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Every Scientist is a Sherlock Holmes

Every Scientist is a Sherlock Holmes

March 9, 2018

This summer I voluntarily stayed up all night for about nine days to stare at some computer screens and push some buttons. Voluntarily, I became a true night dweller by waking up at 7pm and going to bed at 8am. I wasn’t practicing some weird voodoo sleeping schedule or avoiding the sunlight. I was working […]

Be Wrong

Be Wrong

March 9, 2018

When I was in college I smacked my head on the same tree branch three times within a single month. A year later, during a particularly hectic period, two glass doors each acquired a decent print of my face. I am delighted to report that my head has not come into contact with a tree […]

Ayşe, Ali, and Oya

Ayşe, Ali, and Oya

March 9, 2018

After seventeen years of being a student at three different schools, in three different countries. I have come to the resounding conclusion that students can more or less be placed into three categories based on how they procrastinate: the always-overachiever, the workaholic socialite, and the surprisingly competent bare-minimalist.    While being taught to read and […]

Craving a Lemon Poppyseed Muffin

Craving a Lemon Poppyseed Muffin

March 9, 2018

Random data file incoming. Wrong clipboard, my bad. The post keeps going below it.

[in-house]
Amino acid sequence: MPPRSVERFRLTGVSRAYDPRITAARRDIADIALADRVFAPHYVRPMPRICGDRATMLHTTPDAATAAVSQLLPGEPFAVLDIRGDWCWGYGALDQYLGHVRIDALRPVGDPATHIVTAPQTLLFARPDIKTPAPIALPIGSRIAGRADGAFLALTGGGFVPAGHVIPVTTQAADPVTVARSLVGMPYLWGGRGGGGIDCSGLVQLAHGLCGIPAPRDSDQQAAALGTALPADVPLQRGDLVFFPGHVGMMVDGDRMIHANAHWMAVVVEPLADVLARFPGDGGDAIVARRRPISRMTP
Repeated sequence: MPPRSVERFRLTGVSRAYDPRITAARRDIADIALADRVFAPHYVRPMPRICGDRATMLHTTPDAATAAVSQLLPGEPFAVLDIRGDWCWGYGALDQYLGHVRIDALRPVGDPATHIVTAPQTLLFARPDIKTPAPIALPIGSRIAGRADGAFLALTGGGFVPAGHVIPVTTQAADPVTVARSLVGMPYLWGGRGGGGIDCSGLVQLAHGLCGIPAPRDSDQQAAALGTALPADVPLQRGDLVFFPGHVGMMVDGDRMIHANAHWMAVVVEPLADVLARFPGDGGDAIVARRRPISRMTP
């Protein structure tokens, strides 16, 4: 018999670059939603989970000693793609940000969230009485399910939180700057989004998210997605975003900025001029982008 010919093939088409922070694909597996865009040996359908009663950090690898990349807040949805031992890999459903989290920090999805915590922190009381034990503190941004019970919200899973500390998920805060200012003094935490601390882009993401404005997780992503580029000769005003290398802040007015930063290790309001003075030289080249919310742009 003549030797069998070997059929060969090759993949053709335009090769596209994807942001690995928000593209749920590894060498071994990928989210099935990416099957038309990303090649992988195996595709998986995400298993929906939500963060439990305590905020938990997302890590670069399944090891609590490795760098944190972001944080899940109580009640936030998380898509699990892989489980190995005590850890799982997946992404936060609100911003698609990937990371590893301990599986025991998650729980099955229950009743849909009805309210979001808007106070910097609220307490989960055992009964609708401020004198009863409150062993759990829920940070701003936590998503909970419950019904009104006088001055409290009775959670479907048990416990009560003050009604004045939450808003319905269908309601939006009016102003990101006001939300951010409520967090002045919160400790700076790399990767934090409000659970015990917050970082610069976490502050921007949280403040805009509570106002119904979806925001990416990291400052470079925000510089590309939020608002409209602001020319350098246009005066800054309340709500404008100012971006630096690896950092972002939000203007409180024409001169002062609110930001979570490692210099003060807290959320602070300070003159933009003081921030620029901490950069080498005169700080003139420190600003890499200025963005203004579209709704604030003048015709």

Five years ago, I ate a red velvet muffin every morning for about six weeks. It was the first semester of my freshman year, and I enjoyed the community of regulars that came with this breakfast ritual. The muffins were always these amorphous, half-goo red masses with too much sugar and never enough love. You […]

Wow, You’re at MIT! You Must be a Genius!

Wow, You’re at MIT! You Must be a Genius!

March 9, 2018

“Wow, you’re at MIT? You must be a genius!” Um. Not sure how to answer that. Look down at my shoes. Nervous laugh. “Uh, thanks?” The random passerby who saw my MIT shirt and just had to comment on my presumed brilliance seems satisfied with my response. Perhaps the “awkward genius” trope played in my […]

Finding My Home

Finding My Home

March 9, 2018

“70 Pacific Street. I guess this is it,” my dad declared as we pulled the minivan to the front entrance. The nine-story brick building loomed over us like Mount Everest. I could feel my heart beat as I walked to the front door, my parents not far behind. A banner with “Sidney Pacific” on the […]

Out of the lab, into the Rice Paddy

Out of the lab, into the Rice Paddy

January 29, 2018

I’ll pose this question to the MIT and scientific community: how would you identify and separate healthy rice grains from empty or insect-damaged grains to feed to the chickens? As MIT graduate students, we’d probably over-engineer this. Is there some protein in the healthy grain I can image for? I’m a mass spectrometrist, so I’d […]

Have something to say or share? Then blog about it!

Have something to say or share? Then blog about it!

December 4, 2017

Hi MIT Grads! The MIT Graduate Admissions Blog is excited to announce its second IAP workshop on blog writing. In brief, Attend a 3-day blogging workshop: January 16, 18, and 23 from 9-11am Attendance at all sessions is expected Write two blog pieces Earn $200 upon completion of posts Continue writing for the blog and […]

Girls just wanna have FUNding

Girls just wanna have FUNding

November 13, 2017

Joining thousands of other activists at the March for Science last spring, I proudly held my handcrafted, glittery poster in the air. “Girls just wanna have FUNding,” it said. Now, I realize I should have been more specific: “Girls just wanna have FUNding­–for their research, but also for themselves.” A poster large enough to accommodate […]